Thursday, June 17, 2010

More Turnovers

I know puff pastry is supposed to be hard, but it isn't. It takes maybe five more minutes to make a beautiful puff pastry than an ordinary pie crust. Take flour, add a little salt, and water till it holds together, but no more. And don't knead it at all. Measure out half as much butter as dough by weight. Knead the butter under cold water till it's soft (I believe the point of the water is to keep it cold). Roll out the dough, place the butter in the middle of the dough, wrap the butter up like a Christmas present. Roll the dough out, fold it up lengthwise into quarters, roll it out. Refrigerate for at least an hour, roll it out twice more, refrigerate, roll it out twice more, refrigerate. It is ready to roll out and use.

Last time I made turnovers Jenny Sumpter said she thought chocolate would be really good. So I put Nutella in half of these.

The other half I made rhubarb and ruffled fromage blanc. I'm not sure about the cheese selection--by roommate said fennel may help it all come together better--but other than that it was very good. I prepared the rhubarb by slicing it thin, and then letting it macerate in grapefruit juice, sugar, maple, and rosemary--like a here (though I didn't like the texture of the rhubarb before it was cooked and wouldn't recommend using it raw).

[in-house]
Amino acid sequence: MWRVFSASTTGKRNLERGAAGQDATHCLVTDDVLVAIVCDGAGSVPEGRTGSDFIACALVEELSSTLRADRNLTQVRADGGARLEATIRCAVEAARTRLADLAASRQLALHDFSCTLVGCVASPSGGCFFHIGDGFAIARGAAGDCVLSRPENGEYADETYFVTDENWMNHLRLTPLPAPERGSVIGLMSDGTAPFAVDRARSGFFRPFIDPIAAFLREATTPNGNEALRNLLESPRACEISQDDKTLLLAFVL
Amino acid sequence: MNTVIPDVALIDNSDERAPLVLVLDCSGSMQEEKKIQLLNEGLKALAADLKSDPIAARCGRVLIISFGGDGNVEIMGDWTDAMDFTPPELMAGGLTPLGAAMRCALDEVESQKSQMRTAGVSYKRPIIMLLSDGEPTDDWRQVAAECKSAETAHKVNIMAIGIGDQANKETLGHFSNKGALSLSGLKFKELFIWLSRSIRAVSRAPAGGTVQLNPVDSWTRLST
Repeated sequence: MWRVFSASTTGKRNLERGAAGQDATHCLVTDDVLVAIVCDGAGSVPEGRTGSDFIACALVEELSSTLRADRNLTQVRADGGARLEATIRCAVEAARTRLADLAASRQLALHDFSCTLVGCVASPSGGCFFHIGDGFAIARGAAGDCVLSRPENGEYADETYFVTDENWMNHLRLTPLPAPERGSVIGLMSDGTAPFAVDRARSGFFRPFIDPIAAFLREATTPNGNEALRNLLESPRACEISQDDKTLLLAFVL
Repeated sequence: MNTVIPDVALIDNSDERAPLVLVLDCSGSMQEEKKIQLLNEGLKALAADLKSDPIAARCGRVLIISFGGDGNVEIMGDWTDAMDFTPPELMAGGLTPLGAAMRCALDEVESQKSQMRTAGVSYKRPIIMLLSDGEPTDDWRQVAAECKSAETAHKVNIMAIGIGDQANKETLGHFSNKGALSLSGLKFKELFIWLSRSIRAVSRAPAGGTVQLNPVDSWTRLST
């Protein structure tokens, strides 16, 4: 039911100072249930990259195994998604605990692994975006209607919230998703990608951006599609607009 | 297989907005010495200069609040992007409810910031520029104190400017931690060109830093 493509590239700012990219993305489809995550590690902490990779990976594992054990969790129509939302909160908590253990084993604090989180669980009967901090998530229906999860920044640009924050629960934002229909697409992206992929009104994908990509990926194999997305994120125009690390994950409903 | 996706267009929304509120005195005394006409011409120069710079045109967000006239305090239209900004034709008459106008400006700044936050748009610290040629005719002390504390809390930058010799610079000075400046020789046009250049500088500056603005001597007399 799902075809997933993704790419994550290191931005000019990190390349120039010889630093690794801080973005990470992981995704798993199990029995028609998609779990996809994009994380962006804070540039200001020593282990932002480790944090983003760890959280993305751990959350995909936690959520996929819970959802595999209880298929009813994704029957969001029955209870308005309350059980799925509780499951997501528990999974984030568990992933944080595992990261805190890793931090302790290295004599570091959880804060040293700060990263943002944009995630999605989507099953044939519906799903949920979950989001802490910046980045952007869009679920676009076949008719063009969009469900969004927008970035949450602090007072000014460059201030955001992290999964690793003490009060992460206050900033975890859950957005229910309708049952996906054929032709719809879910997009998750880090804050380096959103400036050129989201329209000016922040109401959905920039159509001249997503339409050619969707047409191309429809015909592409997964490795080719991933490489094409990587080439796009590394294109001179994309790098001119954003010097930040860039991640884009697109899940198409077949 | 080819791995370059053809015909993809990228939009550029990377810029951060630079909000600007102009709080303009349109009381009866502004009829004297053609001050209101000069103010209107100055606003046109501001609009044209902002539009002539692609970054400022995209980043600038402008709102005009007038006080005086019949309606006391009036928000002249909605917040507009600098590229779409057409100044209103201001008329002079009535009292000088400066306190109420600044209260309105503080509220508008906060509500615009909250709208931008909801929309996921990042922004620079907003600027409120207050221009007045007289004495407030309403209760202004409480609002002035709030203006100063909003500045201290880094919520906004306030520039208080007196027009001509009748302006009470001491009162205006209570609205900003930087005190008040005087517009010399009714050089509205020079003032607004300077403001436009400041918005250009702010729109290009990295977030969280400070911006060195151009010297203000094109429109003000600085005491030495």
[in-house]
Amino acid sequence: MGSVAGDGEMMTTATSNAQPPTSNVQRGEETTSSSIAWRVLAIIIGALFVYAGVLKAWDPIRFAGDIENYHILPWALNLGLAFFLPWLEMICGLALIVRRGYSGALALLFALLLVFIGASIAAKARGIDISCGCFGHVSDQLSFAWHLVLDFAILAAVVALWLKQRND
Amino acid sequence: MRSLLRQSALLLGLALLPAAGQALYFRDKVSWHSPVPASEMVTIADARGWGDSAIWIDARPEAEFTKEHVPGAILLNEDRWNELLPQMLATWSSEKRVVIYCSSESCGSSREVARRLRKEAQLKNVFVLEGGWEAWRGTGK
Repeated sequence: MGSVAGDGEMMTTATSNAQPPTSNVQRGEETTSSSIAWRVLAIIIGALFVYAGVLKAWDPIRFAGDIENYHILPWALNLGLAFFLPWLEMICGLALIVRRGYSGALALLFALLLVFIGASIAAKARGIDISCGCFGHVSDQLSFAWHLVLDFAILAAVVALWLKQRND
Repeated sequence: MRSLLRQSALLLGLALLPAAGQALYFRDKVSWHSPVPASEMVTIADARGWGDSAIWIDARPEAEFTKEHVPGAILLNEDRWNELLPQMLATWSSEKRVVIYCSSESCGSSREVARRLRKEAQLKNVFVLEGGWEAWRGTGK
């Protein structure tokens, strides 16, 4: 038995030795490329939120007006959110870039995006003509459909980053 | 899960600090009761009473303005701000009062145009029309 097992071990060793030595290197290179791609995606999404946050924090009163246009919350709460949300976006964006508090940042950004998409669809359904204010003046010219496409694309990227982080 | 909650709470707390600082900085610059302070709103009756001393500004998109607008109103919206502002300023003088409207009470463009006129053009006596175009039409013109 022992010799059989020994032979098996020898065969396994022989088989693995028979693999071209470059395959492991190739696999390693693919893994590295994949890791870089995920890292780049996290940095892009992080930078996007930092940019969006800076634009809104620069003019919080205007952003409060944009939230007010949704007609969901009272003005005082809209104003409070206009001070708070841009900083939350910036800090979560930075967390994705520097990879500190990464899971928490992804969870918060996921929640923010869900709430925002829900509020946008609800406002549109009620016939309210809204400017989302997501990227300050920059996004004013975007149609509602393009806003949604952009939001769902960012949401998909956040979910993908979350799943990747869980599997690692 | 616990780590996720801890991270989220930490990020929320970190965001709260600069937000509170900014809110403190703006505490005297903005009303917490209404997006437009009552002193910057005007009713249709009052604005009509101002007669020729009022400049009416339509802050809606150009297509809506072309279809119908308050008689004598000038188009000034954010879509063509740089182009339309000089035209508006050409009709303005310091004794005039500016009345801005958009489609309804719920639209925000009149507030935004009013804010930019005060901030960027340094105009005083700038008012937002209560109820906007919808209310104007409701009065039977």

Gruyère Meringue

A long time ago I asked about Swiss Meringues on my other blog. I got a comment on it today (from "anonymous"), explaining how they are made. I reproduce it here.

The Gruyère Meringue is a oven-baked "Swiss Meringue"

Heat a bain-Marie at 50-55 Celsius (a tin pot plunged into a saucepan of hot water. The water must not boil)

Put 4 egg-whites in the pot. Add 250g of granulated sugar. Add a drop of lemon juice (to keep the eggs shining and white and to keep the meringue smooth)

Whip the egg-whites + sugar at medium speed then stiffly. When the meringue is cooked (snowy, shining, and sticking like melted marshmallows), take the pot out of the bain-Marie and let the swiss meringue cool down.

With a pastry bag, form balls of swiss meringue on a nonstick plate. Bake the meringue at 110-130 Celsius (Th 2-3) for 15 minutes in the case of small meringues (the larger the longer). When a hard crust has formed, stop the oven, and let the meringues cool down inside the oven. Note that the meringues must remain white, if they are turning golden, the oven is too hot.

As for the double cream, it is Chantilly made out of fresh double cream from Gruyère. The cows of Gruyère are famous for the taste of their milk since they graze the flowers covering the Alps mountain. There is no way you can find any equivalent in a supermarket. So buy some whipping cream (the real stuff, i.e. fluid cream without any additive). If you cannot find it, add 10cl of full milk into 30cl of sour cream (best to use triple cream, i.e. Mascarpone). Add some vanilla for the taste as well as a small quantity of icing sugar (50g for 30cl of cream). To get a perfect Chantilly, flush the cream through a seltzer (a spray with a special canister to make whipped cream). If you don't have the right tool, add some gelling agent to the cream (carob ideally), cool it down to a freezing temperature, then whisk it.

In Gruyère, they serve a sandwich made of two baked meringues with a thick layer of Chantilly in-between.

If I may add, this commentator is correct. I haven't had Gruyère cream, but the local milk I had in Switzerland was one of a kind--and very good.